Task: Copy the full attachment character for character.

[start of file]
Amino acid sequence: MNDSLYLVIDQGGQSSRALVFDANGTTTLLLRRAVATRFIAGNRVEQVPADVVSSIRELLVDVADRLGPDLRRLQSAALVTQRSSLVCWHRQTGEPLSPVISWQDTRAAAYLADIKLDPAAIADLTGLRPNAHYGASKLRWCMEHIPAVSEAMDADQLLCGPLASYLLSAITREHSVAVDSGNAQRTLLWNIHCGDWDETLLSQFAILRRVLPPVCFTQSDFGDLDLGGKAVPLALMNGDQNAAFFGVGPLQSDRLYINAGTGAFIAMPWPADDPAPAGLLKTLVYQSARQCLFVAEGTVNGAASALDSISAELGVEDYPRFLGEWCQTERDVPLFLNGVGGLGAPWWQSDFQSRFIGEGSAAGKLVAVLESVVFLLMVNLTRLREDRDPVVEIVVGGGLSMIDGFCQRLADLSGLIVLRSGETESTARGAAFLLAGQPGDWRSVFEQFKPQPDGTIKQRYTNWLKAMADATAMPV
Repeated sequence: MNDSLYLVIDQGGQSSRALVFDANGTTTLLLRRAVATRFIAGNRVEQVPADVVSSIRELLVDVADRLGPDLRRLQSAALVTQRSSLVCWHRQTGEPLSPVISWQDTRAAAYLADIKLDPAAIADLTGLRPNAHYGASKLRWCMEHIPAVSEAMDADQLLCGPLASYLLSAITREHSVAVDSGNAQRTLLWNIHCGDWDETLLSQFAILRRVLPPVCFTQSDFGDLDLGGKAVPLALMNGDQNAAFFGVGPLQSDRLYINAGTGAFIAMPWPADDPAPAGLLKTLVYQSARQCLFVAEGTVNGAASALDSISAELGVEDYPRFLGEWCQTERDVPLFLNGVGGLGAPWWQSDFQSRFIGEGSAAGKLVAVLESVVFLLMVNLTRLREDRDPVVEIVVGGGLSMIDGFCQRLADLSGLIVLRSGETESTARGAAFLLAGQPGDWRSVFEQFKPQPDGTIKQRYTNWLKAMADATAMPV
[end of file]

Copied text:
Amino acid sequence: MNDSLYLVIDQGGQSSRALVFDANGTTTLLLRRAVATRFIAGNRVEQVPADVVSSIRELLVDVADRLGPDLRRLQSAALVTQRSSLVCWHRQTGEPLSPVISWQDTRAAAYLADIKLDPAAIADLTGLRPNAHYGASKLRWCMEHIPAVSEAMDADQLLCGPLASYLLSAITREHSVAVDSGNAQRTLLWNIHCGDWDETLLSQFAILRRVLPPVCFTQSDFGDLDLGGKAVPLALMNGDQNAAFFGVGPLQSDRLYINAGTGAFIAMPWPADDPAPAGLLKTLVYQSARQCLFVAEGTVNGAASALDSISAELGVEDYPRFLGEWCQTERDVPLFLNGVGGLGAPWWQSDFQSRFIGEGSAAGKLVAVLESVVFLLMVNLTRLREDRDPVVEIVVGGGLSMIDGFCQRLADLSGLIVLRSGETESTARGAAFLLAGQPGDWRSVFEQFKPQPDGTIKQRYTNWLKAMADATAMPV
Repeated sequence: MNDSLYLVIDQGGQSSRALVFDANGTTTLLLRRAVATRFIAGNRVEQVPADVVSSIRELLVDVADRLGPDLRRLQSAALVTQRSSLVCWHRQTGEPLSPVISWQDTRAAAYLADIKLDPAAIADLTGLRPNAHYGASKLRWCMEHIPAVSEAMDADQLLCGPLASYLLSAITREHSVAVDSGNAQRTLLWNIHCGDWDETLLSQFAILRRVLPPVCFTQSDFGDLDLGGKAVPLALMNGDQNAAFFGVGPLQSDRLYINAGTGAFIAMPWPADDPAPAGLLKTLVYQSARQCLFVAEGTVNGAASALDSISAELGVEDYPRFLGEWCQTERDVPLFLNGVGGLGAPWWQSDFQSRFIGEGSAAGKLVAVLESVVFLLMVNLTRLREDRDPVVEIVVGGGLSMIDGFCQRLADLSGLIVLRSGETESTARGAAFLLAGQPGDWRSVFEQFKPQPDGTIKQRYTNWLKAMADATAMPV